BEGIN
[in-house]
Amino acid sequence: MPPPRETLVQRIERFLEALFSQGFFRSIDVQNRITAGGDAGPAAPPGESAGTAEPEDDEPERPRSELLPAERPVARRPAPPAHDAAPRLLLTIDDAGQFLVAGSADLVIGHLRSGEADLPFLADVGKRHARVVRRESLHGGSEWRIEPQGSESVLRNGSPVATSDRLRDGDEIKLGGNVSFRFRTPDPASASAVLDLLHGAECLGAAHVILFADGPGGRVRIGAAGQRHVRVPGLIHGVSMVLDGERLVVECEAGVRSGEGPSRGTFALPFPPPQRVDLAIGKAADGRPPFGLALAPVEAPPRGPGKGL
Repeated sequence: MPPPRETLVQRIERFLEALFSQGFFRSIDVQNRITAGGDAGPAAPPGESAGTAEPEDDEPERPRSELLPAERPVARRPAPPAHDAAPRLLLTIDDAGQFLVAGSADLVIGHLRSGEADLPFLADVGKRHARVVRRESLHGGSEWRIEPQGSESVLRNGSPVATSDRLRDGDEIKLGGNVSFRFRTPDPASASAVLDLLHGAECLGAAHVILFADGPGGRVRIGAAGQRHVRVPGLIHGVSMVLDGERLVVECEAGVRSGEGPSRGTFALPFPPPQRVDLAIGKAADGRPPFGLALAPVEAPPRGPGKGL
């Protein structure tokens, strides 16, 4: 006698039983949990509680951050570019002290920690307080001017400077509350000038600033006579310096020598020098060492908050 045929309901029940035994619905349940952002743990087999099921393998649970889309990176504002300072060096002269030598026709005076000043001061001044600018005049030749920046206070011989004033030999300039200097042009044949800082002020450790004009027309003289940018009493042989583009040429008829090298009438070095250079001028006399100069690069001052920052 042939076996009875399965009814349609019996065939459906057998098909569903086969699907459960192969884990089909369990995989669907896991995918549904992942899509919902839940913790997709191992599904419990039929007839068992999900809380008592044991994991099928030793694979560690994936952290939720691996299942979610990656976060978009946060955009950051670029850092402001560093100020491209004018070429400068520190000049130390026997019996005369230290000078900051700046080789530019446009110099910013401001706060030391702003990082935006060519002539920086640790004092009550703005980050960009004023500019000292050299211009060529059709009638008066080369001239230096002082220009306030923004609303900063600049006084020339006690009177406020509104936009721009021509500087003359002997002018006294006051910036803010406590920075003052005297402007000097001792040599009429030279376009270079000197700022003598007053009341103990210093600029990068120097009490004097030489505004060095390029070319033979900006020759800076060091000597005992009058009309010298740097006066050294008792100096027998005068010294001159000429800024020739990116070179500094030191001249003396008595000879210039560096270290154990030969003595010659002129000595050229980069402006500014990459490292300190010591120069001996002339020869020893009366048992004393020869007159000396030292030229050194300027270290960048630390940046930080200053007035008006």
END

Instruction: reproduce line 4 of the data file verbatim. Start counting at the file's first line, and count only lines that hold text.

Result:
């Protein structure tokens, strides 16, 4: 006698039983949990509680951050570019002290920690307080001017400077509350000038600033006579310096020598020098060492908050 045929309901029940035994619905349940952002743990087999099921393998649970889309990176504002300072060096002269030598026709005076000043001061001044600018005049030749920046206070011989004033030999300039200097042009044949800082002020450790004009027309003289940018009493042989583009040429008829090298009438070095250079001028006399100069690069001052920052 042939076996009875399965009814349609019996065939459906057998098909569903086969699907459960192969884990089909369990995989669907896991995918549904992942899509919902839940913790997709191992599904419990039929007839068992999900809380008592044991994991099928030793694979560690994936952290939720691996299942979610990656976060978009946060955009950051670029850092402001560093100020491209004018070429400068520190000049130390026997019996005369230290000078900051700046080789530019446009110099910013401001706060030391702003990082935006060519002539920086640790004092009550703005980050960009004023500019000292050299211009060529059709009638008066080369001239230096002082220009306030923004609303900063600049006084020339006690009177406020509104936009721009021509500087003359002997002018006294006051910036803010406590920075003052005297402007000097001792040599009429030279376009270079000197700022003598007053009341103990210093600029990068120097009490004097030489505004060095390029070319033979900006020759800076060091000597005992009058009309010298740097006066050294008792100096027998005068010294001159000429800024020739990116070179500094030191001249003396008595000879210039560096270290154990030969003595010659002129000595050229980069402006500014990459490292300190010591120069001996002339020869020893009366048992004393020869007159000396030292030229050194300027270290960048630390940046930080200053007035008006």